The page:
able to get the short version of the latest commit to the current git repo.
rev-parse command is the perfect fit for this.
$ git rev-parse --short HEAD 708248b
man git-rev-parse for more details.
If you want to get a clean copy of a repository that you have locally, there is no need to go over the wire cloning it from the remote. You can clone from a local copy.
$ git clone my-repo/.git path/to/fresh-copy
man git-clone for more details.
Everyone knows that writing code is a competition in which she with the most commits wins. So, obviously, you want to periodically check the leaderboard to see who the 10x developer on the team is.
How do you do that?
This will give you a list of all the contributors to the repository and the number of commits they have made. You can add the
-s flag (for ‘summary’) to just see names and numbers.
Once you have acquired the evidence that you are indeed the mythical 10x developer, demand a raise from your employer and threaten to go work for Google if you don’t get it.
If you already work for Google, threaten to, I don’t know, get a job at SpaceX or something.
git add --patch gives you the opportunity to make a decision on every code change in all files individually, providing you a menu that looks like this:
Stage this hunk [y,n,q,a,d,/,j,J,g,e,?]?
d - do not stage this hunk or any of the later hunks in the file
This comes in handy when there is a host of whitespace changes in a file that you don’t want to commit. Just hit
d to skip all those whitespace changes and go to the next file.
Interactive rebasing is a powerful way to manage and tend to the history of a git repository. Rewording and squashing commits are fairly common actions. But what if you need to run some arbitrary command against a series of recent commits?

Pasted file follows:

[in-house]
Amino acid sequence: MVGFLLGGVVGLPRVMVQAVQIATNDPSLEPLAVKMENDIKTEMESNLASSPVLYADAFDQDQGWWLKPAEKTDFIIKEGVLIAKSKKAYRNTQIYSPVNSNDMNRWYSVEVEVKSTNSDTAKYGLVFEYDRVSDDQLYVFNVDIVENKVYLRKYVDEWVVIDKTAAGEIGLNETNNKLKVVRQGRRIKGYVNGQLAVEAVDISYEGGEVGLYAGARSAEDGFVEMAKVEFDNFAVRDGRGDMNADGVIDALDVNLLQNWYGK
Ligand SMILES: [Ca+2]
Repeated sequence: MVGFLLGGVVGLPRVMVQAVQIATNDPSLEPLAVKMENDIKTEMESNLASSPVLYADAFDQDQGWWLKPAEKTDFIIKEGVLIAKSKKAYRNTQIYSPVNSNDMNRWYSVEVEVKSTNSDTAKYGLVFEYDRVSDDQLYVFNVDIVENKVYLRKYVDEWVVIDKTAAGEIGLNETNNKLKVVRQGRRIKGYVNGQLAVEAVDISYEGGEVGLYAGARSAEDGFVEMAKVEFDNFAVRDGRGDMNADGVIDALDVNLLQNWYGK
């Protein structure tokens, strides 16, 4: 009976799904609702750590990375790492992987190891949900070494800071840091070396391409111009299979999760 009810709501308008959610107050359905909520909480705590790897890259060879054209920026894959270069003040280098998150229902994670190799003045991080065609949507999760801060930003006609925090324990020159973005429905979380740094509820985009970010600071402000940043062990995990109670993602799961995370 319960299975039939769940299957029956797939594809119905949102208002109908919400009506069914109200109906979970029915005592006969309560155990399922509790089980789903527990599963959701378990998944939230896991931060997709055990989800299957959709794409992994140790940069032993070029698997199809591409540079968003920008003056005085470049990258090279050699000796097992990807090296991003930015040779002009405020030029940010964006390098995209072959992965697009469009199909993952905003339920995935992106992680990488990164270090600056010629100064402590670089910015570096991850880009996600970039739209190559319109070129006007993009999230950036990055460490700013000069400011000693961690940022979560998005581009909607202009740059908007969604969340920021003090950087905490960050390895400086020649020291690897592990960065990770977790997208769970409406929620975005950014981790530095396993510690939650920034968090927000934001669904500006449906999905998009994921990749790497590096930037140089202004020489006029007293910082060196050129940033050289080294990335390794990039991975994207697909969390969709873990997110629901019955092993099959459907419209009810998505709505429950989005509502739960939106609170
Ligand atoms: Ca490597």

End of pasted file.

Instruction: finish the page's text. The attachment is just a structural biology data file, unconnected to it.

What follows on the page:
This is where the
--exec flag comes in to play.
$ git rebase -i HEAD~3 --exec "git commit --amend --reset-authors -CHEAD"
This generates an interactive rebase file that you can review and save when ready.
As you can see, the specified command is prepared for execution for each commit involved in the rebase.
h/t Patricia Arbona
Today I learned a new Git trick: to show branches already merged into a branch, try this command:
$ git branch --merged master add-basic-auth add-channels add-developer-username add-developers add-developers-show add-hashtag-to-slack-post
For an open source project like Today I Learned, this is an interesting way to get a sense of the project.
Today my pair did something I’d never seen: create an empty commit. Out goal was to test a third-party integration, but we didn’t have a meaningful change to contribute at the time. In this situation, I think an empty commit is a good compromise, because it’s honest about our intent— to simply kick off a remote process.